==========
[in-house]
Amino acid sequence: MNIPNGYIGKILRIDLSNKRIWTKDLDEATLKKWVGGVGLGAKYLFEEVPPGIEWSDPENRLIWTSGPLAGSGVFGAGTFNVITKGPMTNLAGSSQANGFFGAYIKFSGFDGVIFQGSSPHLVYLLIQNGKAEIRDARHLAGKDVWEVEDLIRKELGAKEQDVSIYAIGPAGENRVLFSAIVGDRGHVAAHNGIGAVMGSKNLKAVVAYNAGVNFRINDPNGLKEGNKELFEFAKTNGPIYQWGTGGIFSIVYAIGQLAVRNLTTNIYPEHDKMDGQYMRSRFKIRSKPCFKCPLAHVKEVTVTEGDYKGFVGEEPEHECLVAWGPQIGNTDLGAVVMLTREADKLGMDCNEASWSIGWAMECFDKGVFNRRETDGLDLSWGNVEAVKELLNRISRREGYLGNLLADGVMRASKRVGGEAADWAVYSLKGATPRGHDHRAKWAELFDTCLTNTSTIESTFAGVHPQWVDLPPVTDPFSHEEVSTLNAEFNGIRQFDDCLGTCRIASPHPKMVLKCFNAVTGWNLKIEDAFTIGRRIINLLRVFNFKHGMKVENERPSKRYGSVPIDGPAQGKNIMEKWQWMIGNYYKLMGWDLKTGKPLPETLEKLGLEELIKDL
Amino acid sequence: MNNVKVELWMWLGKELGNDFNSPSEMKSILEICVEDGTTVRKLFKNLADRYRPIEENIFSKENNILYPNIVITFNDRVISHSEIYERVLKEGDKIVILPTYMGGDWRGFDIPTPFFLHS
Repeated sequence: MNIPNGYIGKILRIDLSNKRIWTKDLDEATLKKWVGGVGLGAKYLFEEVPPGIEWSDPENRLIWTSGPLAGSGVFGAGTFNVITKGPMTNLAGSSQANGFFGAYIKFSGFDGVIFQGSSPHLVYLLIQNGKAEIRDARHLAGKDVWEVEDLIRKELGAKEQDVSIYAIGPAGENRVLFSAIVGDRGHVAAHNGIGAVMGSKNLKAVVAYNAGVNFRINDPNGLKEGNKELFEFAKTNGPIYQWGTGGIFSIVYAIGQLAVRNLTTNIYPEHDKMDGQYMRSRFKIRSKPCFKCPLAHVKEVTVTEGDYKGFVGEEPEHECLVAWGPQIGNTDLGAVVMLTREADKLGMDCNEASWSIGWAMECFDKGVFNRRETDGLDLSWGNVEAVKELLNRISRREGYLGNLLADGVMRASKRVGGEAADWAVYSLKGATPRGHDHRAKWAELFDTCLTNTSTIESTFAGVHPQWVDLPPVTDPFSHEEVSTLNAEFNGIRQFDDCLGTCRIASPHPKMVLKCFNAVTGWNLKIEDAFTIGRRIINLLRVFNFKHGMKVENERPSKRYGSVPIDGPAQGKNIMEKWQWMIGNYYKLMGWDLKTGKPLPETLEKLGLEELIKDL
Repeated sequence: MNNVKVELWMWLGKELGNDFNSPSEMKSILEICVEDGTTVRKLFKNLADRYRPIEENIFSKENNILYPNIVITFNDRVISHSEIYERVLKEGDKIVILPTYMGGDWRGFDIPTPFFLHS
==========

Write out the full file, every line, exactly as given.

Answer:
[in-house]
Amino acid sequence: MNIPNGYIGKILRIDLSNKRIWTKDLDEATLKKWVGGVGLGAKYLFEEVPPGIEWSDPENRLIWTSGPLAGSGVFGAGTFNVITKGPMTNLAGSSQANGFFGAYIKFSGFDGVIFQGSSPHLVYLLIQNGKAEIRDARHLAGKDVWEVEDLIRKELGAKEQDVSIYAIGPAGENRVLFSAIVGDRGHVAAHNGIGAVMGSKNLKAVVAYNAGVNFRINDPNGLKEGNKELFEFAKTNGPIYQWGTGGIFSIVYAIGQLAVRNLTTNIYPEHDKMDGQYMRSRFKIRSKPCFKCPLAHVKEVTVTEGDYKGFVGEEPEHECLVAWGPQIGNTDLGAVVMLTREADKLGMDCNEASWSIGWAMECFDKGVFNRRETDGLDLSWGNVEAVKELLNRISRREGYLGNLLADGVMRASKRVGGEAADWAVYSLKGATPRGHDHRAKWAELFDTCLTNTSTIESTFAGVHPQWVDLPPVTDPFSHEEVSTLNAEFNGIRQFDDCLGTCRIASPHPKMVLKCFNAVTGWNLKIEDAFTIGRRIINLLRVFNFKHGMKVENERPSKRYGSVPIDGPAQGKNIMEKWQWMIGNYYKLMGWDLKTGKPLPETLEKLGLEELIKDL
Amino acid sequence: MNNVKVELWMWLGKELGNDFNSPSEMKSILEICVEDGTTVRKLFKNLADRYRPIEENIFSKENNILYPNIVITFNDRVISHSEIYERVLKEGDKIVILPTYMGGDWRGFDIPTPFFLHS
Repeated sequence: MNIPNGYIGKILRIDLSNKRIWTKDLDEATLKKWVGGVGLGAKYLFEEVPPGIEWSDPENRLIWTSGPLAGSGVFGAGTFNVITKGPMTNLAGSSQANGFFGAYIKFSGFDGVIFQGSSPHLVYLLIQNGKAEIRDARHLAGKDVWEVEDLIRKELGAKEQDVSIYAIGPAGENRVLFSAIVGDRGHVAAHNGIGAVMGSKNLKAVVAYNAGVNFRINDPNGLKEGNKELFEFAKTNGPIYQWGTGGIFSIVYAIGQLAVRNLTTNIYPEHDKMDGQYMRSRFKIRSKPCFKCPLAHVKEVTVTEGDYKGFVGEEPEHECLVAWGPQIGNTDLGAVVMLTREADKLGMDCNEASWSIGWAMECFDKGVFNRRETDGLDLSWGNVEAVKELLNRISRREGYLGNLLADGVMRASKRVGGEAADWAVYSLKGATPRGHDHRAKWAELFDTCLTNTSTIESTFAGVHPQWVDLPPVTDPFSHEEVSTLNAEFNGIRQFDDCLGTCRIASPHPKMVLKCFNAVTGWNLKIEDAFTIGRRIINLLRVFNFKHGMKVENERPSKRYGSVPIDGPAQGKNIMEKWQWMIGNYYKLMGWDLKTGKPLPETLEKLGLEELIKDL
Repeated sequence: MNNVKVELWMWLGKELGNDFNSPSEMKSILEICVEDGTTVRKLFKNLADRYRPIEENIFSKENNILYPNIVITFNDRVISHSEIYERVLKEGDKIVILPTYMGGDWRGFDIPTPFFLHS